Our Animal Side Shows in Songs About Sex

Though humans' sexual lives differ greatly from animals', the line is blurred in music.
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In 1993, Snoop Dogg titled his album “Doggystyle.” A year later, Nine Inch Nails famously roared, “I wanna fuck you like an animal” in their song “Closer.” In 1999, Bloodhound Gang declared: “You and me, baby, ain’t nothin’ but mammals.”

More recently, Robin Thicke offended some people last summer with his undeniably catchy song “Blurred Lines,” in which he sings, “You’re an animal, baby, it’s in your nature. Just let me liberate you.” Though many took issue with the song’s sexism, the problem is not just that the women are objectified; it’s that they’re animalized. Thicke does not just degrade them as women; he devolves them as humans.

In the music video, when Thicke first sings, “You’re an animal,” the model turns her near-naked backside to him and purrs, “Meow.” The women are nearly naked whereas the men are dressed in expensive suits and leather jackets. The girls make animal sounds and play with animals; the men sing and play instruments. The women assume primal sexual positions; the men do complicated dance moves.

In a Today Show interview, Robin Thicke said his song is “saying that women and men are equals as animals and in power.” That’s not the message that was communicated, though. The “blurred line,” in his song and many others, is the one between human and animal.

On the one hand, humans are driven by primitive instincts that have been encoded in our genes over millions of years of evolution, and there’s nothing wrong with that. In his book The Third Chimpanzee, Jared Diamond, the Pulitzer Prize-winning author of Guns, Germs, and Steel, points out that human beings share 98 percent of their genes with chimpanzees. So only 2 percent of our DNA is what makes us “human.” It’s perplexing.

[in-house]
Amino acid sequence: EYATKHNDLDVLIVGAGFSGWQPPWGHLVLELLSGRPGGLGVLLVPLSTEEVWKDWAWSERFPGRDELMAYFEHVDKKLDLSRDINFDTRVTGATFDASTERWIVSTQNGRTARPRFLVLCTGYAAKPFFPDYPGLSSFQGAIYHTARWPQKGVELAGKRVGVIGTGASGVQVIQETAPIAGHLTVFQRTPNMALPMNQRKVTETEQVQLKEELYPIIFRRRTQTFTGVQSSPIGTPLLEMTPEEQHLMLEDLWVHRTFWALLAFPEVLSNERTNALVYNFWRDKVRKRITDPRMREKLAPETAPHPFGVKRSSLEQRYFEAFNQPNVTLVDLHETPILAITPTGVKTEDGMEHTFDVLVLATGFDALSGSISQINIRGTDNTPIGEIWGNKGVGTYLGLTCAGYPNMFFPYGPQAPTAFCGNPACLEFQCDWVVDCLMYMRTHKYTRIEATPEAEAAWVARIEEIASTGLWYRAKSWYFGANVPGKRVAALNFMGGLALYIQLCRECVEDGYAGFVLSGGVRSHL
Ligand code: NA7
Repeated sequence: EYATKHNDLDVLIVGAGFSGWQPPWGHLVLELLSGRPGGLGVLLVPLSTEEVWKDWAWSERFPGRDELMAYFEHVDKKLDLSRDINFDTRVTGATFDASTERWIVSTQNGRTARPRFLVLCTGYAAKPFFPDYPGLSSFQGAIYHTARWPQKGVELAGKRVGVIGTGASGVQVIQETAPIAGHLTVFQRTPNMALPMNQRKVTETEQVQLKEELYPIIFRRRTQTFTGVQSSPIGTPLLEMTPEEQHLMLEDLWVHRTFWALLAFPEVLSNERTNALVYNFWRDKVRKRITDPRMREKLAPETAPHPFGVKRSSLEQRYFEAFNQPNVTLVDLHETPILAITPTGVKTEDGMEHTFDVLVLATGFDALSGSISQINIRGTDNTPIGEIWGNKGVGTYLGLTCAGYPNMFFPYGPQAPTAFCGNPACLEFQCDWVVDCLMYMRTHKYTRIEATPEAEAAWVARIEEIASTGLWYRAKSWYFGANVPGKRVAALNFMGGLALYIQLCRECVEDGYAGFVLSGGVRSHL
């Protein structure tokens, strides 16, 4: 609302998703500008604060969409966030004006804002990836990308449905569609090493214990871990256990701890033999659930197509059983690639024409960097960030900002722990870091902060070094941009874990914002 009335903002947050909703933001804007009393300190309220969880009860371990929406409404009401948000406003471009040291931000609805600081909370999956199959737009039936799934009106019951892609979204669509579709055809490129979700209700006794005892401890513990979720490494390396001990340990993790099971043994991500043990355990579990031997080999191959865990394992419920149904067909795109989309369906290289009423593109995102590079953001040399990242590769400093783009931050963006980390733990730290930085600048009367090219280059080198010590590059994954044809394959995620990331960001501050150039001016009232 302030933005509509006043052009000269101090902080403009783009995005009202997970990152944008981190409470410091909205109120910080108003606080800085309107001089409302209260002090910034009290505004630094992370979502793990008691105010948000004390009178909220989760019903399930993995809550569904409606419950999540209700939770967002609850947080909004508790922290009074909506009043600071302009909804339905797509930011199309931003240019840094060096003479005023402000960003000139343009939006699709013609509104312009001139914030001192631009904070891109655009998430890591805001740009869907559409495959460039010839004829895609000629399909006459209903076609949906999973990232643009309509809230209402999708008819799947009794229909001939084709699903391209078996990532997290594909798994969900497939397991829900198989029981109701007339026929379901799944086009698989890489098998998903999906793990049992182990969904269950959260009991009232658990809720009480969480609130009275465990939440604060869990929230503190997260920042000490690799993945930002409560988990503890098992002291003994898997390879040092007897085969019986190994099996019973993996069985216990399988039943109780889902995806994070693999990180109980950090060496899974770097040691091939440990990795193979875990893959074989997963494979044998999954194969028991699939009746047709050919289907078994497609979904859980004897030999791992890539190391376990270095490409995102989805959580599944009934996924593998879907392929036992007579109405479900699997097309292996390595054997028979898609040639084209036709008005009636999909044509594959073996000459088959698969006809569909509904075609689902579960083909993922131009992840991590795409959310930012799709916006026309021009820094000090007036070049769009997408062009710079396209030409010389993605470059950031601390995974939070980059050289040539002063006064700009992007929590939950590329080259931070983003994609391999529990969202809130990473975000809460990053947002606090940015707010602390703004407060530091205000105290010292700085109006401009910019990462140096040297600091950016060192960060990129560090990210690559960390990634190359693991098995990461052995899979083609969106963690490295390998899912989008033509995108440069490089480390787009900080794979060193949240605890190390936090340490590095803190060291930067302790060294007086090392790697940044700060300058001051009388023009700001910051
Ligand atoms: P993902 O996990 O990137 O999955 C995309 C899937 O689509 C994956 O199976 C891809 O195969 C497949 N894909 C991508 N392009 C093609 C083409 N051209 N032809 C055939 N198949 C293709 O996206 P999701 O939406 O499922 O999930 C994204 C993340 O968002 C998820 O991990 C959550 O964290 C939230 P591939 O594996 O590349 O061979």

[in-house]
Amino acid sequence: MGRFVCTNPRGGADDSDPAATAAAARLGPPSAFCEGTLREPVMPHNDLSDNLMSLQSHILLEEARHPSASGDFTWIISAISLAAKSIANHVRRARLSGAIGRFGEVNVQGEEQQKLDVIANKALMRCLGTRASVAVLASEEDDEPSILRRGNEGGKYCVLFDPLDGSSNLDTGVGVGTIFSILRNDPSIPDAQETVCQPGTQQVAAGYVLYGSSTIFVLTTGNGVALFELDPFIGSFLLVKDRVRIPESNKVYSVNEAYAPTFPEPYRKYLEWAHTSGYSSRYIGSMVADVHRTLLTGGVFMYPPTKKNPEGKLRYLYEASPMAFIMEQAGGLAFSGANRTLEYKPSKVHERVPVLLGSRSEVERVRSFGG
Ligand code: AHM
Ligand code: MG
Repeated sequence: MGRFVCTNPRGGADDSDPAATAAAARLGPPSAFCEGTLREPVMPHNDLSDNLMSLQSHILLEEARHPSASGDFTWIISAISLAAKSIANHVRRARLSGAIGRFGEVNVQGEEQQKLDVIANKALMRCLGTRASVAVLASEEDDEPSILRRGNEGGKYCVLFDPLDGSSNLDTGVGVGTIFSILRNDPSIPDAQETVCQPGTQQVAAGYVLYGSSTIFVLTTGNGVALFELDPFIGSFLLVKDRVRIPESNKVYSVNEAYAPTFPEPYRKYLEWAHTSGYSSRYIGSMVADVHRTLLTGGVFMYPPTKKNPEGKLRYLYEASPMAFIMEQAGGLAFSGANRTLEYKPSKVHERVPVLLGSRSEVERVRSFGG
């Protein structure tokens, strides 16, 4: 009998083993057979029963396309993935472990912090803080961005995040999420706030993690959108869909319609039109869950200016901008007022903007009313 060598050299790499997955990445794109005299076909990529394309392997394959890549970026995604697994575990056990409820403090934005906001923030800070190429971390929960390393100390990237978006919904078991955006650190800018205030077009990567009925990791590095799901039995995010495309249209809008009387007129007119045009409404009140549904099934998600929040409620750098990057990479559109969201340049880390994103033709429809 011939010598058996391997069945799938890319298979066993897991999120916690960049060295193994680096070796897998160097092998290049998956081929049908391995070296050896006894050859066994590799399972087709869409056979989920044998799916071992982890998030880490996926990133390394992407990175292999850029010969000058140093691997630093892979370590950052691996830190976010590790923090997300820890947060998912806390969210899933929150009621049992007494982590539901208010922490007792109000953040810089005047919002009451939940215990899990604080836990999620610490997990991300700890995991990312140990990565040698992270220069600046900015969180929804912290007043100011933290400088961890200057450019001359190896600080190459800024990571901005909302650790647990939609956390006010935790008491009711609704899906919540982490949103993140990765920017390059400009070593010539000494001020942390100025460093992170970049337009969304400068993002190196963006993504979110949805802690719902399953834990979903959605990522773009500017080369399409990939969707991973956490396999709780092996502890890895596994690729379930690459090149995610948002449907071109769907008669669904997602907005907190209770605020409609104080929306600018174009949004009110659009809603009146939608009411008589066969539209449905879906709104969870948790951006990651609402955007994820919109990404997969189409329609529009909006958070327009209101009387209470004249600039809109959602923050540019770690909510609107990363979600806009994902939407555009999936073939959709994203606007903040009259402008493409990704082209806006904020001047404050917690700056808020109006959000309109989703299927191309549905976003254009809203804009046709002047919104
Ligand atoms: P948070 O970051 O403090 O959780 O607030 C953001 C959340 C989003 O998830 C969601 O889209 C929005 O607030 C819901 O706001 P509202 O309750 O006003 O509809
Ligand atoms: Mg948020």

Darwin theorized that a major incentive for all species is to procreate. He posited that successful mate selection is achieved in two ways: competing with others for the mate you want, or having specific mechanisms for attracting that mate. Robin Thicke and T.I. use both tactics in “Blurred Lines.” They put down the fictitious competition multiple times: Thicke insults the man who wrongly tried to “domesticate” the girl in the song; and both men shamelessly advertise the size of their genitalia.

Our primal, animalistic side comes out in music. For example, there is an obvious science behind the constant male praise of the female butts in music. A certain amount of fat signals that the woman is past puberty, fertile, and able to become pregnant, carry to term, and breastfeed.

It’s even more formulaic than that: It’s not just about the size of the woman’s behind, it’s about its size in proportion to the woman’s waist. Sir Mix-a-Lot confessed that he loved “an itty bitty waist and a round thing [his] face.” And he just couldn’t lie. In Nelly’s song “Ride Wit Me,” he raps, “How could I tell her no? Her measurements were 36-25-34.” It’s unlikely that Nelly actually did the calculations, but the woman he’s describing has a waist-hip ratio (WHR) of .73, precisely in the range that scientists say males find the most attractive, because WHR is “a reliable signal of reproductive age and reproductive capability.”